2. Integrated cup holders in cars.  Although cup “holders” had been available as early as the 1950’s (where by “holders,” we mean two shallow indentations that suggested where you might set cups down, but were by no means sufficient for you to actually drive with the cups in them), true cup holders weren’t introduced into cars until the 1980’s.  They first made it into minivans and are now pretty much ubiquitous.  It took about a century after the automobile’s invention for cup holders to be introduced into cars.
  3. Necessity 006 Necessity 005 Big Mouth Slam Can.  Your mouth might not even remember a time when all soda cans had narrow-profile lids.  For decades, the opening in the can was taller than it was wide, like the first photo to the right.  Then Mountain Dew came along and introduced the first wide-aspect can opening.  It was far easier to drink from and presumably costs no more to make than the original.  Who even knows why the original opening was made so narrow?  Mountain Dew called the new opening the Big Mouth Slam Can when it was first introduced.  Now you can hardly buy a can without it.
  4. Soda boxes that fit and dispense in the fridge.  While we’re on the subject of sodas…  For decades, twelve-packs came in cardboard boxes that were three cans high and four cans wide.  The layout was such that you’d have to lay it sideways in the fridge, such that none of the sodas would dispense.  You’d end up either reaching deeply into the box whenever you wanted a soda or unpacking the sodas prior to refrigerating them.  Only several years ago, soda boxes finally changed to be two sodas high and six sodas wide, allowing you to put the box in the fridge in a way affords easy dispensing.

Why do simple inventions take decades for us to figure out?  The inventions I mention above are all very simple and do not take any sort of serious engineering or domain expertise.  Anyone can come up with these ideas.  And yet it seems to take forever for us to do so.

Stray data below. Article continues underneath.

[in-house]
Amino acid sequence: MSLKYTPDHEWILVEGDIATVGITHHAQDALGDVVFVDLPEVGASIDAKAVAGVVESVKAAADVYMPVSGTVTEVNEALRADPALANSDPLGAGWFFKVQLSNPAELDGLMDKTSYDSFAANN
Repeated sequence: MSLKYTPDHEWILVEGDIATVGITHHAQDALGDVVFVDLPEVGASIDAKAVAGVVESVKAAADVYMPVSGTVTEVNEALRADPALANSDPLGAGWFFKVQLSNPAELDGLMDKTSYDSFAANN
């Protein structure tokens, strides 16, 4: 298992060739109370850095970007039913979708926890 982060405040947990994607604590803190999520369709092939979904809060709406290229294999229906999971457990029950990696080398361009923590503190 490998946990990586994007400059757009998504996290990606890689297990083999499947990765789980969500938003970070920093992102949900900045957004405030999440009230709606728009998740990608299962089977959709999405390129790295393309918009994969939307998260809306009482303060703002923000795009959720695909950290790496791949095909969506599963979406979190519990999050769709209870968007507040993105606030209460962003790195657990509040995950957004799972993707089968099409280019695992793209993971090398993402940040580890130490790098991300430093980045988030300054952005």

The evolution of luggage is particularly abysmal.  It used to be that luggage didn’t come with wheels at all.  People traveled with trunks — literally boxes — that required two people (read: servants) to carry.  How long has humanity known about the wheel?!  Some trunks didn’t even come with handles!

There’s all this talk in business literature about “innovation,” “invention,” and “disruptive technologies,” but all I see is idiocy.  We do even very basic things in idiotic ways.  Forget all this talk about the next billion dollar breakthrough, nanotechnology, the human genome, etc.  Let’s just focus a few moments’ thought on improving everyday things.

Perhaps good ideas don’t surface for several reasons:

  1. We don’t expect more.  Carry my luggage?  Fine.  Use a separate folding cart?  Sure.  Unpack my sodas every time?  Ok.  Struggle with opening jars?  Who hasn’t?
  2. Everyday inventors aren’t empowered to realize their inventions.  Suppose you think of the Big Mouth Slam Can before Mountain Dew does.  What are you going to do about it?  Write them?  The people who read those mails don’t care.  Patent it? Most people with a good idea aren’t going to put hundreds of dollars and several years’ time into patenting it.  Most times, when an idea occurs to you, you just want a company who is actually in that line of business to take the idea and run with it.  You just want to drink your soda more easily.
  3. Companies don’t care.  They truly don’t.  Sure, they talk about how innovative they are all the time.  But they really don’t care about everyday usability.  They’re too busy making money from the status quo.  This is the only explanation I have for why things continue to be so unusable when they can often be improved so easily.

We so often do things half way.  Once things seem good enough, we stop demanding better.  Take soda boxes.  Now they fit in a fridge — great.  But the last few sodas in the box still require you to reach into the box since it sits completely level in the fridge.  Why do inventors leave these loose ends?  To solve the “last few cans” problem, couldn’t they just wrap a cardboard strap behind the last few cans which you tug on to release the final few?  Or couldn’t they provide a fold-out that inclines the box in the fridge?

Somebody please tell me why this happens.  Why are products continually made in substandard, unusable ways?